And that's why I love pretty much everything about this adorable pattern (which, as you'll see, has been made into not just foxes, but mice, racoons and other woodland creatures). I would have begged my mom to make me a pair of these when I was a kid.

I'm half tempted to beg her to make me a pair now...

Happy weekend!

Thursday, 16 January 2014

I really do need to disable my thinker. Oh and the bunting is finished!

I worry too much. And then I worry about worrying too much. Therapist Lady is trying her best to break me of this habit, but I kindly pointed out that I'm 43 and this is not new behaviour. Not by a long shot.

So, you know, good luck with that.

Lately I've been worrying about the ailments Dr. Google has recently warned me that I may have, the cat who can't seem to throw up a hairball (which has, in the past, resulted in overnight vet stays and upsettingly large vet bills), my freelance job security (and that curiously absent client), the other cat who has kidney failure and is in what the vet said could be her last year (despite the fact that recently she's been acting all kitten-y and so, I am concluding, is now aging in reverse), that tapping noise that happens every time the furnace turns on, and the obscene amount of sugary crap I ate over the holidays.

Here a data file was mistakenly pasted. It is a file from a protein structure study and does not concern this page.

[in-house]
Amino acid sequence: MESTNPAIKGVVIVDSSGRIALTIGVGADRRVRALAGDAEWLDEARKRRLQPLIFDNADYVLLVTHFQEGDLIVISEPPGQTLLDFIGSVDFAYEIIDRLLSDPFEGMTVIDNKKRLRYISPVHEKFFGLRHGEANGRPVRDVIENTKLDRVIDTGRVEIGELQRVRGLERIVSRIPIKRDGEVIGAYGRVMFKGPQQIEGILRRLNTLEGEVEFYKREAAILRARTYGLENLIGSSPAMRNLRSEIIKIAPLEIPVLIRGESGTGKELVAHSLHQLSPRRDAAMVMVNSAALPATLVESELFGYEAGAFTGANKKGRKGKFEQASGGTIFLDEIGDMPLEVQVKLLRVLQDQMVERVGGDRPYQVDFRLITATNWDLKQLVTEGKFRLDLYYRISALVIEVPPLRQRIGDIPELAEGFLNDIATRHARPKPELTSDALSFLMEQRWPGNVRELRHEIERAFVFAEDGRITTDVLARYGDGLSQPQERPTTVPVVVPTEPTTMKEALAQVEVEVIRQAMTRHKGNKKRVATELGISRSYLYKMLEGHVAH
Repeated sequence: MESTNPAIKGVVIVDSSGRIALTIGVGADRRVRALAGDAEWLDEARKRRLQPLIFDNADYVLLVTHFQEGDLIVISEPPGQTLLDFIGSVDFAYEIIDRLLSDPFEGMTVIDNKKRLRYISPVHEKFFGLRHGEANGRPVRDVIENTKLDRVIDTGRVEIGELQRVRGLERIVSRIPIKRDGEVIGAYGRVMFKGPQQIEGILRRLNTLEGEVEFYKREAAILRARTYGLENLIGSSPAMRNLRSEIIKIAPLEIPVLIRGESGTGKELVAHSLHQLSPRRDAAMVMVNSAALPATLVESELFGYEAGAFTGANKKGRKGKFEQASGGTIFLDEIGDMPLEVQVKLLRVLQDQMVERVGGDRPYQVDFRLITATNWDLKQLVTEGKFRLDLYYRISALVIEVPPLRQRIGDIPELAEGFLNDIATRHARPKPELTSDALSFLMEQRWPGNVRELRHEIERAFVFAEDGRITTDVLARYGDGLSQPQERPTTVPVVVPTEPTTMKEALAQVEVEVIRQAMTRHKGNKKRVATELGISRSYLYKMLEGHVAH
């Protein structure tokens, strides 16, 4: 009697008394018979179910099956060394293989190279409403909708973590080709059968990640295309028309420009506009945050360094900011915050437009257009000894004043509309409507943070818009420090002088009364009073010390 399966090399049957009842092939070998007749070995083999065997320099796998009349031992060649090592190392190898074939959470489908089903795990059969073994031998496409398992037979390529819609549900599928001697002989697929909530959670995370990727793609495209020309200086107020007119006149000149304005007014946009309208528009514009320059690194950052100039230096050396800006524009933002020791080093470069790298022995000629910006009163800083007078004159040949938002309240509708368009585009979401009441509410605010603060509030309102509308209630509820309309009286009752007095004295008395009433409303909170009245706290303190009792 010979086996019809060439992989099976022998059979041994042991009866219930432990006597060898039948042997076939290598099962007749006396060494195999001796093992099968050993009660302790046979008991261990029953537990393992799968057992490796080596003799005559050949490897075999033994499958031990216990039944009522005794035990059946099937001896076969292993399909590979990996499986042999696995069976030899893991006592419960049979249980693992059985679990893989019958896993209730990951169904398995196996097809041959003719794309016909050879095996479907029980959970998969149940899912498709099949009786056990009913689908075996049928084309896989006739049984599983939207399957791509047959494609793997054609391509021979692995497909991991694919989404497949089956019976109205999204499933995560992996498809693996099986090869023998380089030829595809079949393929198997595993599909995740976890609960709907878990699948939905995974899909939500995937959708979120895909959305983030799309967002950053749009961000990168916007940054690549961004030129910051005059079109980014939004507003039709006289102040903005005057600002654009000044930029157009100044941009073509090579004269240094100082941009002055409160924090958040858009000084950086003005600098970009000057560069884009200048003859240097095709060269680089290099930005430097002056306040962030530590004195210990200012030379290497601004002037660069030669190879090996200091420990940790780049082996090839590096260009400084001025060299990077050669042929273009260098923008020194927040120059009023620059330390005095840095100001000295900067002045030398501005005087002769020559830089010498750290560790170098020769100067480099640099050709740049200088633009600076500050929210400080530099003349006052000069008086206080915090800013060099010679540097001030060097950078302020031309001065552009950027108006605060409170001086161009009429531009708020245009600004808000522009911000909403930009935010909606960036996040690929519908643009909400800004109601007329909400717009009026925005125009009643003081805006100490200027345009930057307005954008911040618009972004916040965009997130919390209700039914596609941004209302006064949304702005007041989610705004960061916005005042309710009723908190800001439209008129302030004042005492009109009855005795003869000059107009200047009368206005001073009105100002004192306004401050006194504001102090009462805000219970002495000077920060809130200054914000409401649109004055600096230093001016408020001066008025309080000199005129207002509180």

On top of all that I've also been worrying about what to write here. On my own blog. My. Own. Blog.

Therapist Lady has SO much work to do.

But I did take one thing off her plate: today I came to the conclusion that I'm going to write whatever I want in this space. I don't know who's reading, so I'm going to hook, knit and write whatever the hell I feel like hooking, knitting and writing.

You're welcome to come along for the ride. Or not. I'll be here either way. Hooking, knitting and writing.

And sometimes even finishing projects, like the Valentine's Day bunting that I am oh so pleased with! It's corny and old-fashioned and makes no sense at all in our family room, but I love it. LOVE IT.

Like the frilly wreath, I'll bring it up here to my craft room/office to live during the off season. I imagine this room will eventually be festooned with all manner of seasonal yarnification, which is fine by me. Totally unprofessional, but I don't hold meetings in my own office so we're good. Which is a blessing, really, since today there's a tube of cat laxative on my desk, just over there near the "World's Greatest Writer" trophy that my sibling presented to me. So it must be true.

Anyway, as soon as I sort out that stack of magazines in the basket by the fireplace (what the what??) I'll get back to my hooks and yarn.